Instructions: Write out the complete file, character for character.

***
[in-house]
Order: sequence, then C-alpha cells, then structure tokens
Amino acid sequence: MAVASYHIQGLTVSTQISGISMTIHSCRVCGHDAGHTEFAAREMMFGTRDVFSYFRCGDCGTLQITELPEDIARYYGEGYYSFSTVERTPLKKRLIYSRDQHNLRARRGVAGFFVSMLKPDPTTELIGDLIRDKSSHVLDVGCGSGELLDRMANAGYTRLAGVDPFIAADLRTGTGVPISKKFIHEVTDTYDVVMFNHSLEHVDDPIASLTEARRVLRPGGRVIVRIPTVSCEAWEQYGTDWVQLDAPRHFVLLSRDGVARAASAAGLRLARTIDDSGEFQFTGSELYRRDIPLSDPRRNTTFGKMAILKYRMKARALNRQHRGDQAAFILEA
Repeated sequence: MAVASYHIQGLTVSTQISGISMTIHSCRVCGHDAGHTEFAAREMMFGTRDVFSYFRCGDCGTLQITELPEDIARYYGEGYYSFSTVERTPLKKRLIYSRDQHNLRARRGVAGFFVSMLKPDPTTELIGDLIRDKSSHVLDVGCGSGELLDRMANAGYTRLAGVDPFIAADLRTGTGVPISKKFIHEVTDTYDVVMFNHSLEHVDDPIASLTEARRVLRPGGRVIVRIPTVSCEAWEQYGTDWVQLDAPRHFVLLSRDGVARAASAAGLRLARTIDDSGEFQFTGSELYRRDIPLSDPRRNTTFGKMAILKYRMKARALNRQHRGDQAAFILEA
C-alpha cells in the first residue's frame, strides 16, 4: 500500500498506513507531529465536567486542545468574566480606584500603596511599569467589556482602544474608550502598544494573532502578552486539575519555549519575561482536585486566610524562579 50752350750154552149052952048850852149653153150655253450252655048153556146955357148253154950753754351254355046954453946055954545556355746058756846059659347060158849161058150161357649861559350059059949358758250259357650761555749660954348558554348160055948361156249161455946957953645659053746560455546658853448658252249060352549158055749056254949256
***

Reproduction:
[in-house]
Order: sequence, then C-alpha cells, then structure tokens
Amino acid sequence: MAVASYHIQGLTVSTQISGISMTIHSCRVCGHDAGHTEFAAREMMFGTRDVFSYFRCGDCGTLQITELPEDIARYYGEGYYSFSTVERTPLKKRLIYSRDQHNLRARRGVAGFFVSMLKPDPTTELIGDLIRDKSSHVLDVGCGSGELLDRMANAGYTRLAGVDPFIAADLRTGTGVPISKKFIHEVTDTYDVVMFNHSLEHVDDPIASLTEARRVLRPGGRVIVRIPTVSCEAWEQYGTDWVQLDAPRHFVLLSRDGVARAASAAGLRLARTIDDSGEFQFTGSELYRRDIPLSDPRRNTTFGKMAILKYRMKARALNRQHRGDQAAFILEA
Repeated sequence: MAVASYHIQGLTVSTQISGISMTIHSCRVCGHDAGHTEFAAREMMFGTRDVFSYFRCGDCGTLQITELPEDIARYYGEGYYSFSTVERTPLKKRLIYSRDQHNLRARRGVAGFFVSMLKPDPTTELIGDLIRDKSSHVLDVGCGSGELLDRMANAGYTRLAGVDPFIAADLRTGTGVPISKKFIHEVTDTYDVVMFNHSLEHVDDPIASLTEARRVLRPGGRVIVRIPTVSCEAWEQYGTDWVQLDAPRHFVLLSRDGVARAASAAGLRLARTIDDSGEFQFTGSELYRRDIPLSDPRRNTTFGKMAILKYRMKARALNRQHRGDQAAFILEA
C-alpha cells in the first residue's frame, strides 16, 4: 500500500498506513507531529465536567486542545468574566480606584500603596511599569467589556482602544474608550502598544494573532502578552486539575519555549519575561482536585486566610524562579 50752350750154552149052952048850852149653153150655253450252655048153556146955357148253154950753754351254355046954453946055954545556355746058756846059659347060158849161058150161357649861559350059059949358758250259357650761555749660954348558554348160055948361156249161455946957953645659053746560455546658853448658252249060352549158055749056254949256